Glee Does Rocky Horror Proud

"A long time ago, in a galaxy far, far away, God said, "Let there be lips. And there were lips. And they began to sing!"

- The Audience

Rocks Off will never forget the night we first heard a bunch of reprobates screaming at a movie screen while half-clad cult members pantomimed a rock musical from the '70s, and for a brief second while we watched the cast of Glee go through their weekly sing-along to Richard O'Brien's musical The Rocky Horror Picture Show, we were once again a 14-year-old outcast who had finally come home.

There's been talk for years about a remake of Rocky. No one wants that. No one. And from time to time O'Brien teases us that the script for a real, full-on sequel is just about finished. No one really wants that either. What we who sold our souls to the fishnets and high heels really want is for, every once in a while, a bit of the mainstream to come down to the show with us.

We know it's not for the normals all the time, but if you'll just come down and let us, we'll show you something that was and remains unique in the realm of cinema, music and art. In the '80s, the cast of Fame took a trip to the New York theatre where the cult phenomenon really got going, and watched our Pope, Sal Piro, do a pre-show shtick that all midnight emcees have stolen from shamelessly.

In the '90s, Drew Carey and crew took a trip, only to wind up in an all-out dance battle between a rival group of cult fans who insisted that Priscilla, Queen of the Desert was the superior film. (It wasn't.) And now in the new millennium, Glee dedicates a whole episode to the Old Queen, and frankly, we couldn't have been happier.

Rocks off refuses to believe that this episode wasn't written by someone who isn't a cast director of a local shadowcast, or barring that, at least a full-time member. There were just too many little nuances that are only going to be picked up by those who have lived it week in and week out.

When Mercedes stands up and says she wants the traditionally male role of Dr. Frank-n-Furter, we literally applauded in our living room. The fight for female Franks is a constant thing, made all the more volatile by the fact that there are only three female roles in the show. By necessity, female Franks are usually twice as assertive and powerful as their male counterparts, for the sheer reason that they need that power to break into the role.

The list of such subtle nods is endless. The legendary lips opening could have been Lea Michele dubbed over Patricia Quinn's own lips. Brittany and Santana's semi-lesbionic flirtations meshed perfectly with the on-screen relationship between Magenta and Columbia; poor, dumb, sexy, good-hearted Sam is the walking reincarnation of Peter Hinwood's performance as Rocky; and Finn's douche-with-a-heart-of-gold struggle with himself could not have better embodied the ultimate asshole who is Brad Majors.

Speaking of the ultimate asshole, Barry Bostwick makes an appearance, along with Meat Loaf! The two play unscrupulous cable-news producers hoping to entice Sue into doing a news piece on the kids' production in order to show how secular liberalism has invaded the schools. The cameo is brief, with no singing from two dynamite performers - Meat needs no explanation, but for the uninformed Barry was also the original Danny in Grease - but made for a nice bit of nostalgia.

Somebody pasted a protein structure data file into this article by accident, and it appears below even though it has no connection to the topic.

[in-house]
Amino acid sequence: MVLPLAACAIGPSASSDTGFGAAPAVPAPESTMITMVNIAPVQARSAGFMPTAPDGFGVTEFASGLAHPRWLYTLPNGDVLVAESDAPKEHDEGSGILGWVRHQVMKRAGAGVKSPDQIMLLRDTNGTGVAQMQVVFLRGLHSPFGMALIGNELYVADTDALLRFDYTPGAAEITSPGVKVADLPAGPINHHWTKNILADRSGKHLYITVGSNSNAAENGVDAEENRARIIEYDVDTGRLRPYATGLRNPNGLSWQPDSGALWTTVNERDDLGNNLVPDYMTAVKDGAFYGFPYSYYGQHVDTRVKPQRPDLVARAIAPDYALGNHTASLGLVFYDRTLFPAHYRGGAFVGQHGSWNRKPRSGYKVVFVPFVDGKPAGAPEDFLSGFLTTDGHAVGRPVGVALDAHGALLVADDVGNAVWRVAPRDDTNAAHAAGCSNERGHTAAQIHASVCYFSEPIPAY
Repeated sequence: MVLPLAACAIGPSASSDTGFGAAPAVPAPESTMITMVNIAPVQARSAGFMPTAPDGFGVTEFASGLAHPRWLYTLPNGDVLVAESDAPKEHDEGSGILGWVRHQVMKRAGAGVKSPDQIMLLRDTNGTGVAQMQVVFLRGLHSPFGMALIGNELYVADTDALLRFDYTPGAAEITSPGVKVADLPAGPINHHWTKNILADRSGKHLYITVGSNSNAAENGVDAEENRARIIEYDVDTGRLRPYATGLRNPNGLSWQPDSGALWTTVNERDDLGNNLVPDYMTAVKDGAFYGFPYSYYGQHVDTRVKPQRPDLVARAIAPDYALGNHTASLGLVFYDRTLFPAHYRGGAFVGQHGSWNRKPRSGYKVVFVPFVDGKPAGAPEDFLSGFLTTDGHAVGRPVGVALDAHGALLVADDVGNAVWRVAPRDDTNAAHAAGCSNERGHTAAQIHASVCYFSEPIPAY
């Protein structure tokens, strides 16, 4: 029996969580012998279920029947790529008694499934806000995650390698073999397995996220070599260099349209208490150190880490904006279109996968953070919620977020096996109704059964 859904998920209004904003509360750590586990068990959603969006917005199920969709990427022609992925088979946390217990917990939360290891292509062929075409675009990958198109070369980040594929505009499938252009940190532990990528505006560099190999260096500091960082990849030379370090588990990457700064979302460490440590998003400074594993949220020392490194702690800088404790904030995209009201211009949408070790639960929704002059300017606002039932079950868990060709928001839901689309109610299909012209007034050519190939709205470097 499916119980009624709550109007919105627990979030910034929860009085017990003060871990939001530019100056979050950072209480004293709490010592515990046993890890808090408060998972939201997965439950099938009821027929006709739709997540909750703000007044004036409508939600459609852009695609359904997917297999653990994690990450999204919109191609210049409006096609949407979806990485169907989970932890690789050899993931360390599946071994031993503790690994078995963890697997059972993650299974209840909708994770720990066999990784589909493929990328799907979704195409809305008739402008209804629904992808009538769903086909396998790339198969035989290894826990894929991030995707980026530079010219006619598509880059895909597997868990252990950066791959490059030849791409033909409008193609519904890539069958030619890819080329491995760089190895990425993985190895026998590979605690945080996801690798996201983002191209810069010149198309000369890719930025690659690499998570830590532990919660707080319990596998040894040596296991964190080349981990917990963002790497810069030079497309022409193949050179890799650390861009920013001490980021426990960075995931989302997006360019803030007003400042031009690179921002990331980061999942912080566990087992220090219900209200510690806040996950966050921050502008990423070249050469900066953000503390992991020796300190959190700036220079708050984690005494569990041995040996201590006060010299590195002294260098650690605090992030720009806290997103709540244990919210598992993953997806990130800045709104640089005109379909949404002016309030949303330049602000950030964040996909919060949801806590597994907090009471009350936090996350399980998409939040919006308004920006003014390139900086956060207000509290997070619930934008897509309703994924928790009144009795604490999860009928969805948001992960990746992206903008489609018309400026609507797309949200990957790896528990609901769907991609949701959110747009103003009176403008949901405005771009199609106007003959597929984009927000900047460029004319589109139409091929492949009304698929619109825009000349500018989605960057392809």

And the sets! By the pearls of Tim Curry, the sets! We couldn't believe the detail they'd gone into. They had had a working elevator for Frank's entrance, a picture-perfect model of the Oakley Court Hotel where the movie was filmed, a birth tank for Rocky, the Greek statues that adorned Frank's lab, and a dead-on-balls accurate Sonic Transducer.

Do you know hard it is to build a Sonic Transducer? We do! The one that the Beautiful Creatures use at the River Oaks Theatre shows was built by our dad, and it wasn't easy or cheap. (Brief aside: He also built us a toilet-paper cannon.) We love you, Dad!

The sets, though, are actually our one complaint with the episode. Will sells the idea of doing the show to the kids because they'll make money through ticket sales for transportation to nationals in New York. Never mind that for what they spent on making all those fantastic set pieces they could easily have transported the cast anywhere in the United States.

Of course, the real reason behind Will's desire to perform what we think we all can admit is not an appropriate musical for a high school is because his ex-girlfriend Emma has found a measure of freedom and acceptance from attending midnight screenings with her new boyfriend Carl. This prompts Will to take over the role of Rocky and get Emma to rehearse "Touch Me" as Janet with him.

This scene alone is worth the price of cable, as Jayma Mays doesn't get near enough screen time or songs. What we wouldn't have given to see her do the role in bra and panties!

We noticed a lot of negative buzz from Rocky fans about this episode, especially from people who are longtime members of the local cast. Well, Rocks Off spent ten years at Rocky Horror. We've played every part, we were a cast director for two years, we built sets and made prop bags. Every girl we ever slept with, we met at the River Oaks Theatre at midnight. Hell, we married Magenta!

We've gotten drunk with Patricia Quinn, and served as a consultant for a local theatrical production. Our Rocky cred is as solid as anyone else's in this city, and we had a fantastic time watching the Gleesters pay homage to what will always be our home. Good work, kids.

Jef With One F is the author of The Bible Spelled Backwards Does Not Change the Fact That You Cannot Kill David Arquette and Other Things I Learned In the Black Math Experiment, available now.

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